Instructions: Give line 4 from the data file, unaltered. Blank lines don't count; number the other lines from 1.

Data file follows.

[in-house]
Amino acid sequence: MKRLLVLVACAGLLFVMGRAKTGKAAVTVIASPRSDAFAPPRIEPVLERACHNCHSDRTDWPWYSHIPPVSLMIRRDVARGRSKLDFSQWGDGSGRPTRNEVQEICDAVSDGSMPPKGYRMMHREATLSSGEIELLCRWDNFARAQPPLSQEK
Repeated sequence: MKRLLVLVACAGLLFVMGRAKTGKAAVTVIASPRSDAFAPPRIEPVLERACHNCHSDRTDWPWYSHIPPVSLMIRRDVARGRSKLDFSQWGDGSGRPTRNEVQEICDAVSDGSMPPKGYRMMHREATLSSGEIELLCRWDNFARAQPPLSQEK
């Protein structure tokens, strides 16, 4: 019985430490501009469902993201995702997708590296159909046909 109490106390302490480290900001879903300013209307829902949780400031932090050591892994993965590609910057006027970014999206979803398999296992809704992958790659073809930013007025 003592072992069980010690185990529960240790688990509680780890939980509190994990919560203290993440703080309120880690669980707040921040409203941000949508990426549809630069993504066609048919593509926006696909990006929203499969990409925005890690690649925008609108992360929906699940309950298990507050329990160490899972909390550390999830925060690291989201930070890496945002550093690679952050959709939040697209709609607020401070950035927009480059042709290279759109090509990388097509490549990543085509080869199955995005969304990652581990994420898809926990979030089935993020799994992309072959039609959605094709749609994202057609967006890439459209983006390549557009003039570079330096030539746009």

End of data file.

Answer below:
């Protein structure tokens, strides 16, 4: 019985430490501009469902993201995702997708590296159909046909 109490106390302490480290900001879903300013209307829902949780400031932090050591892994993965590609910057006027970014999206979803398999296992809704992958790659073809930013007025 003592072992069980010690185990529960240790688990509680780890939980509190994990919560203290993440703080309120880690669980707040921040409203941000949508990426549809630069993504066609048919593509926006696909990006929203499969990409925005890690690649925008609108992360929906699940309950298990507050329990160490899972909390550390999830925060690291989201930070890496945002550093690679952050959709939040697209709609607020401070950035927009480059042709290279759109090509990388097509490549990543085509080869199955995005969304990652581990994420898809926990979030089935993020799994992309072959039609959605094709749609994202057609967006890439459209983006390549557009003039570079330096030539746009």